There were crazy scenes in Mediaville yesterday, as Netflix posted a loss in subscriber numbers for the first time in 10yrs. As if that wasn’t mind-boggling enough already, after a period of seeming invincibility for the streaming giant, Elon Musk decided to get in on the act… Blaming the platform’s performance on the ‘woke mind virus’.
Netflix was delivering its Q1 2022 results yesterday, when it broke the news by way of a letter to shareholders:
‘Our revenue growth has slowed considerably as our results and forecast below show. Streaming is winning over linear, as we predicted, and Netflix titles are very popular globally. However, our relatively high household penetration – when including the large number of households sharing accounts – combined with competition, is creating revenue growth headwinds. The big Covid boost to streaming obscured the picture until recently.’
The platform lost 200,000 subscribers globally during the period, and is now looking at adding advertising to the mix, to help subsidise lower subscription fees. In addition to people re-entering the real-world in the post-pandemic era, Netflix also said that its decision to close up shop in Russia had been a significant factor in limiting its ability to replace departing subscribers with new ones.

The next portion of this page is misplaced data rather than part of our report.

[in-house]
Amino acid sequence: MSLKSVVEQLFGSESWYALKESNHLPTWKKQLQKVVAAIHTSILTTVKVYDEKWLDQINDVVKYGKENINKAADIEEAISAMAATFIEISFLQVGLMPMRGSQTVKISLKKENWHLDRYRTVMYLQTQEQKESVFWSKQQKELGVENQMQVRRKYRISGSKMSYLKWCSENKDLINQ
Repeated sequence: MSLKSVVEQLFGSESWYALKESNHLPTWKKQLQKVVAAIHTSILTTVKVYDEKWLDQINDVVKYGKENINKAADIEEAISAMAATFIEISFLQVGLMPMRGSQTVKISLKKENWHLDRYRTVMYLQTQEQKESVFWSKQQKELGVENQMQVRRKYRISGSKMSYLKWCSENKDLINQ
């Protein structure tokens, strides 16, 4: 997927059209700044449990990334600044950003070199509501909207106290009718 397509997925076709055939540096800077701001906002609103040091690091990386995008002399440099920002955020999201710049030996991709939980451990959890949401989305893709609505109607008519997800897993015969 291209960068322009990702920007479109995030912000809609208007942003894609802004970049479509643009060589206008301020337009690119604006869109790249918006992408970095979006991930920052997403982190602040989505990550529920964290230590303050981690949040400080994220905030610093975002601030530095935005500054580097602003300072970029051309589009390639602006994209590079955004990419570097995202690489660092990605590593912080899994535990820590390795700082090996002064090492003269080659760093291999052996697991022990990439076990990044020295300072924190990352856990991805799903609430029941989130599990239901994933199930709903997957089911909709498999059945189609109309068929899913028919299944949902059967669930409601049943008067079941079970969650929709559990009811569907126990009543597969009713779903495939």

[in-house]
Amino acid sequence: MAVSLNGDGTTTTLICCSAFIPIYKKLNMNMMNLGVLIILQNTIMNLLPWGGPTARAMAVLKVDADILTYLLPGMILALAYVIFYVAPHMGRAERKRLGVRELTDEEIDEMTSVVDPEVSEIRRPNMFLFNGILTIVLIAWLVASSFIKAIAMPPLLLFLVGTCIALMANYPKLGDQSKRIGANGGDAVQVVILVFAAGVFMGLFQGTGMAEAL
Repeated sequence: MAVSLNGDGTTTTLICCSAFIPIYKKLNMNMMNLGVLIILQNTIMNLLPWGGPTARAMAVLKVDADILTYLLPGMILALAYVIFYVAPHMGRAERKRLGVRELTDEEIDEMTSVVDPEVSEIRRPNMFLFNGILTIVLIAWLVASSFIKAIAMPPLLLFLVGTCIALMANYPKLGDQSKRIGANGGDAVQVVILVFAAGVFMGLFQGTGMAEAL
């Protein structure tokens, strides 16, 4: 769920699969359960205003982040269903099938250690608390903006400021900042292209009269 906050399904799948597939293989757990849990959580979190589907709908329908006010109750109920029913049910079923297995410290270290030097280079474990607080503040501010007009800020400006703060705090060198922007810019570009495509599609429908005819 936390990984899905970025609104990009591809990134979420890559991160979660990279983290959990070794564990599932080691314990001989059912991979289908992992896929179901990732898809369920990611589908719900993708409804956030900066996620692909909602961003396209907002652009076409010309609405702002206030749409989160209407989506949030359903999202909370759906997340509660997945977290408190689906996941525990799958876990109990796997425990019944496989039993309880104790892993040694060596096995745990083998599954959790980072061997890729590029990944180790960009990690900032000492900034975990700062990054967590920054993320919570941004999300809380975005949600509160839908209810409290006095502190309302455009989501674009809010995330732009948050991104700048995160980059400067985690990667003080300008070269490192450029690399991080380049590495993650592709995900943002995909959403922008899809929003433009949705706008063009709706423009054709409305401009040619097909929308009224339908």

Never one to shy away from media controversy, Elon Musk waded into the conversation early, responding to a tweet on the subject with one of his own: “The woke mind virus is making Netflix unwatchable.”
What does that even mean? Well, nothing really… Musk’s criticism of the platform appears to be based on his own assessment that it is too ‘woke’ for contemporary audiences, e.g. with shows about men having babies and such.
But this is unlikely to be the case, for a number of reasons:
- If we think back to Squid Game for example, one of the platform’s most recent and biggest hits, both subject matter and tonality seem far removed from the battle-hardened cries of the Twitter offence hunters.
- Netflix is also crammed full of hard-hitting documentaries that aren’t afraid to tackle difficult subject matters (‘How the Nazis lost the war’, springs to immediately to mind).
- Also, if you think about Disney+, the current MVP in the space, they have to be infinitely more aware of cultural sensitivities and non-controversial content, given the high proportion of children watching, and cultural caution doesn’t seem to have done them any harm…
More likely, the issue is what the company’s letter to shareholders says on the tin: the backlash from pandemic (over)subscriptions is now well underway, and streaming services – as well as publishers – would do well to focus on minimising churn.